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Catherina Cunnanehttps://www.thatsfarming.com/
Catherina Cunnane hails from a fifth-generation drystock and specialised pedigree suckler enterprise in Co. Mayo. She currently holds the positions of editor and general manager at That's Farming, having joined the company in 2015.
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‘Forest owners watching the value of their timber crop decrease by over €10,000/ha’

The IFA is leading a demonstration outside the Convention Centre in Dublin today (Wednesday, July 14th, 2021) to highlight the crisis in the forest sector.

Farmers with forestry, led by IFA leader, Tim Cullinan,  are taking action to highlight the need for emergency legislation to reform the licence system.

Cullinan stated that farmers are being denied the right to manage their forests.

“They planted their land with the legitimate expectation that they would be able to thin and realise an income during its rotation, but the delays mean that this is no longer a reality for many,” he said.

He stated that there are nearly 6,000 forest licences (afforestation, road and felling licences) caught up in the backlog.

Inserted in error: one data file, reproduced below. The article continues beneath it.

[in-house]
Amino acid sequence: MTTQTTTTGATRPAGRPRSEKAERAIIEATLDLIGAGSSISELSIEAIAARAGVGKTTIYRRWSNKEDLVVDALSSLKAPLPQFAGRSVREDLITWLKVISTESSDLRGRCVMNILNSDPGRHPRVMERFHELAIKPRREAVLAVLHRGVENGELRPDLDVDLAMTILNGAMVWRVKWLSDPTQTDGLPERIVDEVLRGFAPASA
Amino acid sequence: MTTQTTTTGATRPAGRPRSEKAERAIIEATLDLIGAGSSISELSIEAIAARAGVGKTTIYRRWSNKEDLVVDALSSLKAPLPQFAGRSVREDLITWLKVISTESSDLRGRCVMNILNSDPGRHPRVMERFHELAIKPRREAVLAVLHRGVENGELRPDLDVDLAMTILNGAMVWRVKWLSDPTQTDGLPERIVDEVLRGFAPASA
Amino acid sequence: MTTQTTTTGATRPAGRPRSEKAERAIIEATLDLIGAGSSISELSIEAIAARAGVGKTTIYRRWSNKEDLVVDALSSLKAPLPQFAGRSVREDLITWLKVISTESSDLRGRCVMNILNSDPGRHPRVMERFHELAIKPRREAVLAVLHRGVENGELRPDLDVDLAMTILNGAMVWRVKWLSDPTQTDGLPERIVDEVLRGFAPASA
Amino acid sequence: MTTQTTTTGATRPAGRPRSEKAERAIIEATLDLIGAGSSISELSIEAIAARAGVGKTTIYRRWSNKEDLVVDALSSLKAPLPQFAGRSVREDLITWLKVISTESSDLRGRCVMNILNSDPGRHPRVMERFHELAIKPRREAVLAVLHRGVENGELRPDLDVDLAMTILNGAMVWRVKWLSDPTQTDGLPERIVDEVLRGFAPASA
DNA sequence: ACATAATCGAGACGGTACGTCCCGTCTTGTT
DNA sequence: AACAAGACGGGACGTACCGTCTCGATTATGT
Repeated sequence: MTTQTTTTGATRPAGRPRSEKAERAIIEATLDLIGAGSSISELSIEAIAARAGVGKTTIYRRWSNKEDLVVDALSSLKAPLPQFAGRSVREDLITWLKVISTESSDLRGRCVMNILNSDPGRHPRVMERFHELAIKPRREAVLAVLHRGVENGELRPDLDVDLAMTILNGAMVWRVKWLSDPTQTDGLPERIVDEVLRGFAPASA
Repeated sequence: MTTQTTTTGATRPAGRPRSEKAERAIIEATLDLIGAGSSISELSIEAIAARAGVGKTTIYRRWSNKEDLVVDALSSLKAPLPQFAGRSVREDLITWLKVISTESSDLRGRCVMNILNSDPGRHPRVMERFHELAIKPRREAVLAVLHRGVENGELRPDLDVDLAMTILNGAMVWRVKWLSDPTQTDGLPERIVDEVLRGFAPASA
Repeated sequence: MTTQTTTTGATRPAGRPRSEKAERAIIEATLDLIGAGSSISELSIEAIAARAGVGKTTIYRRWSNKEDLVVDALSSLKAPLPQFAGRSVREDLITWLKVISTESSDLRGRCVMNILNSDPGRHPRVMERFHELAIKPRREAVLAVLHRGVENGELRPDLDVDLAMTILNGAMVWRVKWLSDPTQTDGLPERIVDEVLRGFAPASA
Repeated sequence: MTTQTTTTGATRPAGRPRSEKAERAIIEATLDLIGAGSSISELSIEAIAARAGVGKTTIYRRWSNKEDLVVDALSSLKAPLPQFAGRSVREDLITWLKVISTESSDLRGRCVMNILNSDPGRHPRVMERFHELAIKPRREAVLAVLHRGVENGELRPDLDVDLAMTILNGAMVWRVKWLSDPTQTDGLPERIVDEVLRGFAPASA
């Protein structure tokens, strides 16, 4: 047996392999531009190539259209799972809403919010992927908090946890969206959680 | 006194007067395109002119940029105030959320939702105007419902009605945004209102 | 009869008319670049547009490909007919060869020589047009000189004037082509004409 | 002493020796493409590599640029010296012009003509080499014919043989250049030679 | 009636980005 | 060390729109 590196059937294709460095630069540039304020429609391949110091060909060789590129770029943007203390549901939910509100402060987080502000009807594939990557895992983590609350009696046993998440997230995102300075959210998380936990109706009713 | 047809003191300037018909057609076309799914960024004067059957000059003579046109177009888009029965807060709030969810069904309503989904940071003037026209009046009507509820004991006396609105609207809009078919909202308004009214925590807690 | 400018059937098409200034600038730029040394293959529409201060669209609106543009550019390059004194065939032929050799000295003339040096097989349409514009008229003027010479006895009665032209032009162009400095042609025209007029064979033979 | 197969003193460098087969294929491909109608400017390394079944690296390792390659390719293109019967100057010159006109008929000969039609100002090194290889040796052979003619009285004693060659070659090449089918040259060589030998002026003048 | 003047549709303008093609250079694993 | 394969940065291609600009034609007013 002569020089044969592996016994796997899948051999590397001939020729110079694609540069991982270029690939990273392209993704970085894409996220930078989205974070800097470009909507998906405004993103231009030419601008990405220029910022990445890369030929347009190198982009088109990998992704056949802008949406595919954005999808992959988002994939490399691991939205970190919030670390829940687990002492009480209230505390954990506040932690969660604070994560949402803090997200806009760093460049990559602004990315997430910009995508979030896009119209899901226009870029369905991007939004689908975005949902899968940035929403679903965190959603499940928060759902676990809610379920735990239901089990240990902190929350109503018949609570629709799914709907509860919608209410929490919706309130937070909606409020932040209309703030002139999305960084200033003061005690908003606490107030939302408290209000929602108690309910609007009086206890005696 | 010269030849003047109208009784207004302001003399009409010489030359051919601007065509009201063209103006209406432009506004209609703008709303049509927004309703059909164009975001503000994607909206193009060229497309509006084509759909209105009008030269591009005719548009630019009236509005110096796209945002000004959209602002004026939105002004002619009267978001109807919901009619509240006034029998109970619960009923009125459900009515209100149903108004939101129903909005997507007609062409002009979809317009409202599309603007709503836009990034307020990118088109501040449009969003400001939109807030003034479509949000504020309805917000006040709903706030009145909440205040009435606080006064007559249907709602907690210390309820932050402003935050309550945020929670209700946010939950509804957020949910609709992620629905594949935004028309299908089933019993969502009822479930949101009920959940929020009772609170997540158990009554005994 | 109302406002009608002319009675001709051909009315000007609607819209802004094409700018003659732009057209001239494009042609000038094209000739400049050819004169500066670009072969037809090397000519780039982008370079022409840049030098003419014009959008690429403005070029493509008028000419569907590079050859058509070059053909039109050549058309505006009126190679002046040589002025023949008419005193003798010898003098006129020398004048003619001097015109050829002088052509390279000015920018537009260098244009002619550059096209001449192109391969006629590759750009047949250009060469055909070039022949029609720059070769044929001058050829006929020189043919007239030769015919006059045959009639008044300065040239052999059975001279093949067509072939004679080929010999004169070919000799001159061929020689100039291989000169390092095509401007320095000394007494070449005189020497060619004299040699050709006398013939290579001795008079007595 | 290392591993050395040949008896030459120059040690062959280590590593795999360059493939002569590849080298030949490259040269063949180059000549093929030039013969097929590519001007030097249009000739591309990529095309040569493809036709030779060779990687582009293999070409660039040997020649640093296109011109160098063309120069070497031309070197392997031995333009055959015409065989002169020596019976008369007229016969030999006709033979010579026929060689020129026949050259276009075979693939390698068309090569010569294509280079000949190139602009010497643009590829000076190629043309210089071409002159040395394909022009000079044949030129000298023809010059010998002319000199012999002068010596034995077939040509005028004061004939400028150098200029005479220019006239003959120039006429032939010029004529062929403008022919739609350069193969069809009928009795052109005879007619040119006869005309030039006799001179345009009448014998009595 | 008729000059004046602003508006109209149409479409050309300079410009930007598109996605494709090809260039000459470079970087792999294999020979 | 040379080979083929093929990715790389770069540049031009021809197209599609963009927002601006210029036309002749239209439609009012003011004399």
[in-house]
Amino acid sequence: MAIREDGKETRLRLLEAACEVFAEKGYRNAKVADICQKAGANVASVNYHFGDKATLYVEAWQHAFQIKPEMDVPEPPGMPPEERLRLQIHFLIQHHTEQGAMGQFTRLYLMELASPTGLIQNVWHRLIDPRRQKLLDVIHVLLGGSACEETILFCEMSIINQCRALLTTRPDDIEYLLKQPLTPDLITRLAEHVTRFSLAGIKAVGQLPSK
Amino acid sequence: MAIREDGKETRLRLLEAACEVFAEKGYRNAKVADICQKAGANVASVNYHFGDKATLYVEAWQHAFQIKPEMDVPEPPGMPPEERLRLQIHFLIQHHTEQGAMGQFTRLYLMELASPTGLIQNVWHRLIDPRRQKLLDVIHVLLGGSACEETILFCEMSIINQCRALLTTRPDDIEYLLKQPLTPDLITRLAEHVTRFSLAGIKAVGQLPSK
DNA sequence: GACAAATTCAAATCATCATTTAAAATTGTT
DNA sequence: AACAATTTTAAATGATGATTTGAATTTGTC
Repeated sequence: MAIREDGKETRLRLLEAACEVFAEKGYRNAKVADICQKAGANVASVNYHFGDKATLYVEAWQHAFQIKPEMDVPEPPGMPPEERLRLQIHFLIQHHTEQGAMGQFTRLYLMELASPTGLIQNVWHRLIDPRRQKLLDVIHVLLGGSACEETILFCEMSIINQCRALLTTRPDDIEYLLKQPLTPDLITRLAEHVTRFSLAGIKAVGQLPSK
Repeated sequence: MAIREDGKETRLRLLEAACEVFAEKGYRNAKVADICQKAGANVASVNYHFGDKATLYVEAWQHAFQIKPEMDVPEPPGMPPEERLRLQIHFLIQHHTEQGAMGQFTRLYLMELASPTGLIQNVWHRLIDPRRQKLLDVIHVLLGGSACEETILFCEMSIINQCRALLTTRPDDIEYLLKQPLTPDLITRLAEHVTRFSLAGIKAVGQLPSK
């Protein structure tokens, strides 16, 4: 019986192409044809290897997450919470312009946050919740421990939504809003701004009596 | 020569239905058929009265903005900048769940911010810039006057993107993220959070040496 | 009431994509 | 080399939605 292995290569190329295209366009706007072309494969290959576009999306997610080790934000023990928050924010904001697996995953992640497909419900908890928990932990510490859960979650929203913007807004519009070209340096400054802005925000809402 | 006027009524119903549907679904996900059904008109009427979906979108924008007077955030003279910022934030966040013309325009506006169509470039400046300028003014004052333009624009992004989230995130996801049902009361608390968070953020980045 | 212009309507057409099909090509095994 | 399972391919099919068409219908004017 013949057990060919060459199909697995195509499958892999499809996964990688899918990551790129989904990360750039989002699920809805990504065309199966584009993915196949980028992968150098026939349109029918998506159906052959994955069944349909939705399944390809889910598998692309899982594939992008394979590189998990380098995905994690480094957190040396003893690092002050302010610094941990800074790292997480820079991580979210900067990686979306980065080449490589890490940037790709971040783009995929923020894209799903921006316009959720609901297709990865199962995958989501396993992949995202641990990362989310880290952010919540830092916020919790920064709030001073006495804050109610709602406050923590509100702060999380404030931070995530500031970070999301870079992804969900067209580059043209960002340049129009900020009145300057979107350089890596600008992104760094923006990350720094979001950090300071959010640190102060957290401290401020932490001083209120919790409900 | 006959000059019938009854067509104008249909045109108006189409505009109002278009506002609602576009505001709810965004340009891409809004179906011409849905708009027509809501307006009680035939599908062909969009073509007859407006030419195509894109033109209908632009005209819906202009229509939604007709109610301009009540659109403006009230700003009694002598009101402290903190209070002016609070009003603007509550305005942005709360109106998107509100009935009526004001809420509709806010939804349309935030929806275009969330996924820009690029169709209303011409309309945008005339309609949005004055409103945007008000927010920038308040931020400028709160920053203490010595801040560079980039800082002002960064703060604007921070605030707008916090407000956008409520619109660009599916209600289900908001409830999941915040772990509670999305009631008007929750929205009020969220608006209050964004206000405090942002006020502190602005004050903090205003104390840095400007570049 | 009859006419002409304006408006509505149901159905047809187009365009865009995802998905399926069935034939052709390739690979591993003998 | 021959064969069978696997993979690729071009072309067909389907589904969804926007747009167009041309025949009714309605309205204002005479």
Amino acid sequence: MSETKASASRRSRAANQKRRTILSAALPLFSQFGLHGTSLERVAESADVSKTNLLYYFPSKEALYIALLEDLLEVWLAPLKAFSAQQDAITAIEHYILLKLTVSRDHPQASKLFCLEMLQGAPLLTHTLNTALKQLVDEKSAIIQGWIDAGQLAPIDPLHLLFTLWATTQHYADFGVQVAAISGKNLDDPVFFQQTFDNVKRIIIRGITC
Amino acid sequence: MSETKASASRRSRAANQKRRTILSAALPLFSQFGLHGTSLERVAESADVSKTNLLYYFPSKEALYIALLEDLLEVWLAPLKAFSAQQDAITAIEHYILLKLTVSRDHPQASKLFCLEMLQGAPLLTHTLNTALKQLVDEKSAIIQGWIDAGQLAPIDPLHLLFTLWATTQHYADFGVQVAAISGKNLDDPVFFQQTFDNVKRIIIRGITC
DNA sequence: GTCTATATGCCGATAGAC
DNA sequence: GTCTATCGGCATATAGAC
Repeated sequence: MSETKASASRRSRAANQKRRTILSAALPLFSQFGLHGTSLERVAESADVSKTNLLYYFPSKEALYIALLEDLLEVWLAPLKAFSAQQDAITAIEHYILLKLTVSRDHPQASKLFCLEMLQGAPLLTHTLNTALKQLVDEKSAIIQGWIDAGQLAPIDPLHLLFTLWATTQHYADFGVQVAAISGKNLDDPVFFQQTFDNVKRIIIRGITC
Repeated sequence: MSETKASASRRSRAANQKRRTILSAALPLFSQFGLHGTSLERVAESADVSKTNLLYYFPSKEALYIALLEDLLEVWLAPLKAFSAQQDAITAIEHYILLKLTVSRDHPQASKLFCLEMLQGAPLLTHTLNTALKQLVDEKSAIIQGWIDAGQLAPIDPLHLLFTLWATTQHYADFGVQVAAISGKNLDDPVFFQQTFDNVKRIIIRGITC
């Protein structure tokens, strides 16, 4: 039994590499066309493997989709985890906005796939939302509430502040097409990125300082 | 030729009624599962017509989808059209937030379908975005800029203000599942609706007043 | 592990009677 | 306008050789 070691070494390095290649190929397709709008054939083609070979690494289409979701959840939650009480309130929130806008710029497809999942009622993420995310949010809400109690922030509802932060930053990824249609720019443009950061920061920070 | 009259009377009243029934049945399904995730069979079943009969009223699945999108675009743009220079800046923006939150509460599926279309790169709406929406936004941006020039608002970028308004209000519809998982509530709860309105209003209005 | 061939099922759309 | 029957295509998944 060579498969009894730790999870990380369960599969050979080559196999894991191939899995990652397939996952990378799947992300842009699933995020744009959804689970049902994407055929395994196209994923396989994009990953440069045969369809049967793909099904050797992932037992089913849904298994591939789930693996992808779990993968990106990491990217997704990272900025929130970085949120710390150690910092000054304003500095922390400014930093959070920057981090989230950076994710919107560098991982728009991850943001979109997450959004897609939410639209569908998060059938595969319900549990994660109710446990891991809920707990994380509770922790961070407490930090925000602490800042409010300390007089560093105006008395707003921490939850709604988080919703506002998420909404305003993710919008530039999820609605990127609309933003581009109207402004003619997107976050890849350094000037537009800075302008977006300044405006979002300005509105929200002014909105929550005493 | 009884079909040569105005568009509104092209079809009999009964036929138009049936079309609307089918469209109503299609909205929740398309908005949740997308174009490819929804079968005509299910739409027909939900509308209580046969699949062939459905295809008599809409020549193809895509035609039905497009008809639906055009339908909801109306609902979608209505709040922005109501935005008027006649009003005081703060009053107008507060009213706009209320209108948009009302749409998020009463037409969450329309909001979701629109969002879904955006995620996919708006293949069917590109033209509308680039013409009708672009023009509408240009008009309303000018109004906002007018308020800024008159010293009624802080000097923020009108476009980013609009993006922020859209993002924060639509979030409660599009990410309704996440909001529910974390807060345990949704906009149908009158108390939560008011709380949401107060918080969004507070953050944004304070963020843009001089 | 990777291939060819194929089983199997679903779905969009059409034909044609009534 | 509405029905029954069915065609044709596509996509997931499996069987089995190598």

“This is jeopardising the entire industry, from nurseries to sawmilling, with hundreds of jobs already lost. The increased volume of imported timber is placing the health of the forest estate at unnecessary risk.”

“Not to mention the economic burden on forest owners who cannot release the equity in their forests or who are watching the value of their timber crop decrease by over €10,000/ha if they cannot get a licence to thin.”

He said the current crisis is undermining confidence in forestry as a land-use option. He said this comes at a time when “we need more farmers to plant if we are to meet our climate objectives”.

Restoring farmer confidence in forestry

IFA farm forestry chairman, Vincent Nally, said forest owners are beyond frustrated with the system and the never-ending red tape that is preventing them from realising the value of their investment.

“We are here today to let the minister know that farmers have had enough.”

He stressed that the Minister must act now if there is any chance of restoring farmer confidence in forestry.

Nally said it is over five months since Minister Hackett announced Project Woodland.

“Although there has been a lot of work in the background, the time for talking is over. We need the minister to introduce emergency legislation to deal with the licence backlog once and for all.”

He pointed out that many farmers are waiting over two years for a licence. The Forestry Act says that a farmer should have to wait no longer than four months for a decision.

Forest sector

He believes that restoring farmers’ confidence in forestry, and supporting farm forestry once more, is “the only option” if Ireland is to achieve the ambitious annual afforestation targets set out in the 2019 Climate Action Plan of 8,000 ha.

Nally said the Government needs to introduce a system that:

  • Actively supports farmers to plant and manage forests at farm scale;
  • With a proportionate regulatory burden that reflects the size, the type of operation;
  • That guarantees approval within an agreed timeframe.

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